3. #33
    Join Date
    Aug 2016
    Location
    Near Mount Pilot
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    1,348
    I agree, do as much research as possible on the internet and then go for a vacation to the area to check things out first hand. Check out the subsidized senior citizen apartments in the area you are interested in and fill out an application to get your name on the waiting list. I would need to visit an area several times before I made the decision to just pack up and leave. Take your time and do your research, something will turn up!

    Good luck!

  4. #34
    Join Date
    Aug 2016
    Location
    Nrw Jersey
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    387
    Quote Originally Posted by Butterfly View Post
    Aurora, I wouldn't make a commitment to move somewhere I didn't know much about. Too often our idea of what life is like in a place has little or nothing to do with day to day reality. Before I actually up and moved, I'd go stay there (like in a little apartment in the area you'd like to move to) for a few months and see how you really feel about the place, or at least make an extended visit there. You don't want to wind up stuck in a place you hate because you've invested too much in it to leave.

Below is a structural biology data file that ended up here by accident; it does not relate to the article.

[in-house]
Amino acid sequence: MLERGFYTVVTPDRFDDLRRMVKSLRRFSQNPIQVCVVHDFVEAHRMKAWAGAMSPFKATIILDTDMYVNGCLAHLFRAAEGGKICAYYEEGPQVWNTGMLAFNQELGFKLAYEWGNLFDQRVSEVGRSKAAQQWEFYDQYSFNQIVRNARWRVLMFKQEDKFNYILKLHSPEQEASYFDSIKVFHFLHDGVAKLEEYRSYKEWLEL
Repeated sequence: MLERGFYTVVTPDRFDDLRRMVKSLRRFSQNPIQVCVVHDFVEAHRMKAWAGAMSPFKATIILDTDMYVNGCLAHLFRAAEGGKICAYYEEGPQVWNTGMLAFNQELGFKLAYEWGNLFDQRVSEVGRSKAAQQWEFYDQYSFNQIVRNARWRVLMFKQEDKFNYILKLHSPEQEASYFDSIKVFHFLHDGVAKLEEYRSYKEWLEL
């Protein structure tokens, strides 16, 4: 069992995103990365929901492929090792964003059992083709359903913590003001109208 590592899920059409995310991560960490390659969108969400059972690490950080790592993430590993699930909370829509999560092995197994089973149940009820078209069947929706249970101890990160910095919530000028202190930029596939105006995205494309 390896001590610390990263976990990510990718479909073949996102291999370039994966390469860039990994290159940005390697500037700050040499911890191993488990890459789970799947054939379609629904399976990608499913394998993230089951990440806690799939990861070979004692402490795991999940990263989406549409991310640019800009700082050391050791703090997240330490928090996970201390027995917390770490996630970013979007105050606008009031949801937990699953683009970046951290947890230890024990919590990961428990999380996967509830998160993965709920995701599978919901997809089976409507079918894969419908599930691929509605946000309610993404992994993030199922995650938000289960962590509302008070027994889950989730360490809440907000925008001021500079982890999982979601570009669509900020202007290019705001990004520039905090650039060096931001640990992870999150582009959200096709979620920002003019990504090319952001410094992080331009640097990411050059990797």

That's an excellent idea Butterfly.

  5. #35
    Join Date
    Nov 2014
    Location
    midwest USA
    Posts
    183
    What would you think of allocating 35% of my total assets, including stocks and other savings for my retirement in a warmer state, after I move
    AND about 80% of my income which is from pensions, social sec and stock dividends? On my frugal budget, I could afford a $400 increase in
    rent a month. I have very low rent now. Retired, No job.
    After I reach 70 1/2 I must take money from my IRA (over 5000 a year.) There's nothing in my budget to cut! I'm tight.
    My recreation is almost zero, but I do go on vacations, alone.
    I am depressed of staying put for the rest of my life here in my suburban apartment in midwest. It's a very old rut.
    No one wants to encourage me or talk about it.
    What say you?

  6. #36
    Join Date
    Jun 2014
    Location
    Central California
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    3,322
    Quote Originally Posted by Victor View Post
    What would you think of allocating 35% of my total assets, including stocks and other savings for my retirement in a warmer state, after I move